In her new role, Vanneck- Smith will take responsibility for Dow Jones’ marketing and customer relationships globally. As global managing director, she will also have P&L responsibility for the Dow Jones business outside the US.
When she takes up the role in September, Vanneck-Smith will continue to be based in London, but will travel within the various Dow Jones regions, including the US, EMEA and Asia-Pacific.
She will report to Will Lewis, the former News International general manager who was confirmed as the chief executive of Dow Jones in April.
As the chief marketing officer since 2010, Vanneck-Smith has been responsible for leading The Times, The Sunday Times and The Sun’s marketing, including developing their direct relationship with its readers through the Times+ and Sun+ membership and paywall offerings.
Vanneck-Smith said: "[I will be looking to develop] The Times strategy and what we have been doing here: turning around declining titles to sustainable titles that are seeing growth in sales terms in the last few years.
"The Times+ model is something that we are looking to export within the News Corp network."
After joining News International, as it was then known, in 1996 as a graduate trainee, she was promoted to marketing manager and then promotions director, before moving to The Daily Telegraph as its marketing director in 2005.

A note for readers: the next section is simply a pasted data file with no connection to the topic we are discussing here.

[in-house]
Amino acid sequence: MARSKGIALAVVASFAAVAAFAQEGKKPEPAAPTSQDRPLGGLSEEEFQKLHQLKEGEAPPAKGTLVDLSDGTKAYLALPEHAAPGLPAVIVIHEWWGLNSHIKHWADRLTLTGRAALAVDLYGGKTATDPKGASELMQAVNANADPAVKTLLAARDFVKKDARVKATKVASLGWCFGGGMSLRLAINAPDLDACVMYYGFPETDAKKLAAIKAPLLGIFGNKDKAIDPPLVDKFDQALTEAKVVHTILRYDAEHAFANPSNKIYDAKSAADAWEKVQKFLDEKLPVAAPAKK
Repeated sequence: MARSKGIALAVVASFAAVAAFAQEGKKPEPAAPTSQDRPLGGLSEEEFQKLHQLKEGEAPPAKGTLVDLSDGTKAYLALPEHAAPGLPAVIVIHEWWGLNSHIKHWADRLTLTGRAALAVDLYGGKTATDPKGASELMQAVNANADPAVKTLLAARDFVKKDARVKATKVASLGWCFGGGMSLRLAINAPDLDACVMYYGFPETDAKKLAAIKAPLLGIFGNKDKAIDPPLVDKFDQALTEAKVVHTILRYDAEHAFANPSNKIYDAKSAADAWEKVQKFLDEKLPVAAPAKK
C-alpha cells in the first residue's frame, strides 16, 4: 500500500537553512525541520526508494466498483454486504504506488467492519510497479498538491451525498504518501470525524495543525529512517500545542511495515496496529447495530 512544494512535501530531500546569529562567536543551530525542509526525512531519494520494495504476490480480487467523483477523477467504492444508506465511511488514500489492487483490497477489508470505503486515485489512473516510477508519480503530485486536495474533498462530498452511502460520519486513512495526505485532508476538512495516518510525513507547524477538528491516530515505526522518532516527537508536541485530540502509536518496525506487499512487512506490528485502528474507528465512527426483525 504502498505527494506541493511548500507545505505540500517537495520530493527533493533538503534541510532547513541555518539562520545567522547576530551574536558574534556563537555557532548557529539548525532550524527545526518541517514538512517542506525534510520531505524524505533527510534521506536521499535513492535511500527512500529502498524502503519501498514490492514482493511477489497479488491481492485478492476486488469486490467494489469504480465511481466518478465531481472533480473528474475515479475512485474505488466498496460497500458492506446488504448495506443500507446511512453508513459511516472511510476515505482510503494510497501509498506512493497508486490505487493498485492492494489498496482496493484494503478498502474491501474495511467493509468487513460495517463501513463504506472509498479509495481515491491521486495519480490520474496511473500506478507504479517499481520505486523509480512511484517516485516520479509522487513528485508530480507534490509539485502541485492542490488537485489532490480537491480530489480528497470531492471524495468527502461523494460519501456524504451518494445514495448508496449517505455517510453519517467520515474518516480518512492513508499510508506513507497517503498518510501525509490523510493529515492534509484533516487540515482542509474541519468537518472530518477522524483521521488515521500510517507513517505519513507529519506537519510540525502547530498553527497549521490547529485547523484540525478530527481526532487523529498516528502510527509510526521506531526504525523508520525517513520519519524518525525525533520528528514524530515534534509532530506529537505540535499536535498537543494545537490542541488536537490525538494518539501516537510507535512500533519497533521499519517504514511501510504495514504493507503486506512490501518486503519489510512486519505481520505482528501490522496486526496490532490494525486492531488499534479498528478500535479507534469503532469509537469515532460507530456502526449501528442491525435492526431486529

After rejoining News International in 2007 as the marketing and sales director at The Times, Vanneck-Smith was promoted to managing director of Customer Direct, a new initiative to develop direct relationships with customers.
Following Vanneck-Smith’s promotion, Chris Duncan, currently the director of customer sales at News UK, is promoted to chief marketing officer of News UK.
Vanneck-Smith said the internal promotions were a testament to the strength of the News Corp team: "You see other companies that need to go outside the company to drive growth and international strategy, where as we are promoting from within."
News Corp was formed last year when News Corporation split into two, separating its publishing division from its entertainment and TV assets.
This article was first published on Campaignlive.co.uk